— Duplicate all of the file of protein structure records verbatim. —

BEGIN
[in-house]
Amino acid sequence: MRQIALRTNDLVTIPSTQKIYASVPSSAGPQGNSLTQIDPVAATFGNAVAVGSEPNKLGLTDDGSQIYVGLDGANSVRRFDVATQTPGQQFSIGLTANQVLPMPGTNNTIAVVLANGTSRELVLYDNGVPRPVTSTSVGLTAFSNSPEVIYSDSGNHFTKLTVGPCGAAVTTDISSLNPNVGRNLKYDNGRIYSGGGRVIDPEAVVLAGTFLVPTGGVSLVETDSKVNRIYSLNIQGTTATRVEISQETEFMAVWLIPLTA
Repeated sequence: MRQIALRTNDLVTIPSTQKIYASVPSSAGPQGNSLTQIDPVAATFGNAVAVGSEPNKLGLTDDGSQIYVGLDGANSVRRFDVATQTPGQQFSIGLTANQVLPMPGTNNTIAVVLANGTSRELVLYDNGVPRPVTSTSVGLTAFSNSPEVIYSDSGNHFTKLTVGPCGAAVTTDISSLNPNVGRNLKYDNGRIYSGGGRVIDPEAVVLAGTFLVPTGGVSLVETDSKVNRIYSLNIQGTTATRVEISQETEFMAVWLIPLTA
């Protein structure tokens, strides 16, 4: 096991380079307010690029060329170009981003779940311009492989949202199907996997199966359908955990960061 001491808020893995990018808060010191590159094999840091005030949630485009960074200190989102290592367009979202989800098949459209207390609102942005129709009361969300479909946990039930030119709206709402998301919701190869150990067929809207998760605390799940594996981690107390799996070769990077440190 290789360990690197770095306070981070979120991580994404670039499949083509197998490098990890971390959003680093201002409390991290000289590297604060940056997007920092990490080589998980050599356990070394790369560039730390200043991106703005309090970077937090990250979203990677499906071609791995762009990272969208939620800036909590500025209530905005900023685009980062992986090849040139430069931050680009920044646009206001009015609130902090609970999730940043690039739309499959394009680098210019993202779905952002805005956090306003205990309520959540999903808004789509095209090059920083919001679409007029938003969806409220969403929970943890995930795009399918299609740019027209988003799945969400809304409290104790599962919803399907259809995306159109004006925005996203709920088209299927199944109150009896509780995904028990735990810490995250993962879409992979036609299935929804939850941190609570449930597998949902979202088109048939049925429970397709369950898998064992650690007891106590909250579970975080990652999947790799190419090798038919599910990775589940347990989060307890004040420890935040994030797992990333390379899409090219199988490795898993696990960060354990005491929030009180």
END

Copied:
[in-house]
Amino acid sequence: MRQIALRTNDLVTIPSTQKIYASVPSSAGPQGNSLTQIDPVAATFGNAVAVGSEPNKLGLTDDGSQIYVGLDGANSVRRFDVATQTPGQQFSIGLTANQVLPMPGTNNTIAVVLANGTSRELVLYDNGVPRPVTSTSVGLTAFSNSPEVIYSDSGNHFTKLTVGPCGAAVTTDISSLNPNVGRNLKYDNGRIYSGGGRVIDPEAVVLAGTFLVPTGGVSLVETDSKVNRIYSLNIQGTTATRVEISQETEFMAVWLIPLTA
Repeated sequence: MRQIALRTNDLVTIPSTQKIYASVPSSAGPQGNSLTQIDPVAATFGNAVAVGSEPNKLGLTDDGSQIYVGLDGANSVRRFDVATQTPGQQFSIGLTANQVLPMPGTNNTIAVVLANGTSRELVLYDNGVPRPVTSTSVGLTAFSNSPEVIYSDSGNHFTKLTVGPCGAAVTTDISSLNPNVGRNLKYDNGRIYSGGGRVIDPEAVVLAGTFLVPTGGVSLVETDSKVNRIYSLNIQGTTATRVEISQETEFMAVWLIPLTA
């Protein structure tokens, strides 16, 4: 096991380079307010690029060329170009981003779940311009492989949202199907996997199966359908955990960061 001491808020893995990018808060010191590159094999840091005030949630485009960074200190989102290592367009979202989800098949459209207390609102942005129709009361969300479909946990039930030119709206709402998301919701190869150990067929809207998760605390799940594996981690107390799996070769990077440190 290789360990690197770095306070981070979120991580994404670039499949083509197998490098990890971390959003680093201002409390991290000289590297604060940056997007920092990490080589998980050599356990070394790369560039730390200043991106703005309090970077937090990250979203990677499906071609791995762009990272969208939620800036909590500025209530905005900023685009980062992986090849040139430069931050680009920044646009206001009015609130902090609970999730940043690039739309499959394009680098210019993202779905952002805005956090306003205990309520959540999903808004789509095209090059920083919001679409007029938003969806409220969403929970943890995930795009399918299609740019027209988003799945969400809304409290104790599962919803399907259809995306159109004006925005996203709920088209299927199944109150009896509780995904028990735990810490995250993962879409992979036609299935929804939850941190609570449930597998949902979202088109048939049925429970397709369950898998064992650690007891106590909250579970975080990652999947790799190419090798038919599910990775589940347990989060307890004040420890935040994030797992990333390379899409090219199988490795898993696990960060354990005491929030009180």